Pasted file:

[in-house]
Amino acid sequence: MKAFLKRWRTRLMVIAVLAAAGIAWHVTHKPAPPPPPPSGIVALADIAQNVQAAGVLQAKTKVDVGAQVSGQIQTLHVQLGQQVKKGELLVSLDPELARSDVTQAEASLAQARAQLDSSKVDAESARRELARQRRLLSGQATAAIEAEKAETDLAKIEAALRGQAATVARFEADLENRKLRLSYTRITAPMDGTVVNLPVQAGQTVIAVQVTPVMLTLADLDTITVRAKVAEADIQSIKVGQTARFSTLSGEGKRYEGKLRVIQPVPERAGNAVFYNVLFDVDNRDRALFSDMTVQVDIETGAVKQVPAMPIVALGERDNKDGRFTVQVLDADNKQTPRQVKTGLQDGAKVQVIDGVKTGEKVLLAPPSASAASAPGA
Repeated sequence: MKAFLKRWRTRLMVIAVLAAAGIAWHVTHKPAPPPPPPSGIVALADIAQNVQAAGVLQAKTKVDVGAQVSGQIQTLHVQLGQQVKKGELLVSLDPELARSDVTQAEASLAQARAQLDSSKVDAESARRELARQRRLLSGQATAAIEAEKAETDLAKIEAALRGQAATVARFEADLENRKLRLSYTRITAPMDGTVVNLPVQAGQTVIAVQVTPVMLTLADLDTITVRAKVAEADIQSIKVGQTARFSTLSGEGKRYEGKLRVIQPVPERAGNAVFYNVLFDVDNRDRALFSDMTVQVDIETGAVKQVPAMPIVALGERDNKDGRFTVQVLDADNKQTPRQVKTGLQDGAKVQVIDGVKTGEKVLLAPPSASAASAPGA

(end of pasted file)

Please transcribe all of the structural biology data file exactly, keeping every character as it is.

[in-house]
Amino acid sequence: MKAFLKRWRTRLMVIAVLAAAGIAWHVTHKPAPPPPPPSGIVALADIAQNVQAAGVLQAKTKVDVGAQVSGQIQTLHVQLGQQVKKGELLVSLDPELARSDVTQAEASLAQARAQLDSSKVDAESARRELARQRRLLSGQATAAIEAEKAETDLAKIEAALRGQAATVARFEADLENRKLRLSYTRITAPMDGTVVNLPVQAGQTVIAVQVTPVMLTLADLDTITVRAKVAEADIQSIKVGQTARFSTLSGEGKRYEGKLRVIQPVPERAGNAVFYNVLFDVDNRDRALFSDMTVQVDIETGAVKQVPAMPIVALGERDNKDGRFTVQVLDADNKQTPRQVKTGLQDGAKVQVIDGVKTGEKVLLAPPSASAASAPGA
Repeated sequence: MKAFLKRWRTRLMVIAVLAAAGIAWHVTHKPAPPPPPPSGIVALADIAQNVQAAGVLQAKTKVDVGAQVSGQIQTLHVQLGQQVKKGELLVSLDPELARSDVTQAEASLAQARAQLDSSKVDAESARRELARQRRLLSGQATAAIEAEKAETDLAKIEAALRGQAATVARFEADLENRKLRLSYTRITAPMDGTVVNLPVQAGQTVIAVQVTPVMLTLADLDTITVRAKVAEADIQSIKVGQTARFSTLSGEGKRYEGKLRVIQPVPERAGNAVFYNVLFDVDNRDRALFSDMTVQVDIETGAVKQVPAMPIVALGERDNKDGRFTVQVLDADNKQTPRQVKTGLQDGAKVQVIDGVKTGEKVLLAPPSASAASAPGA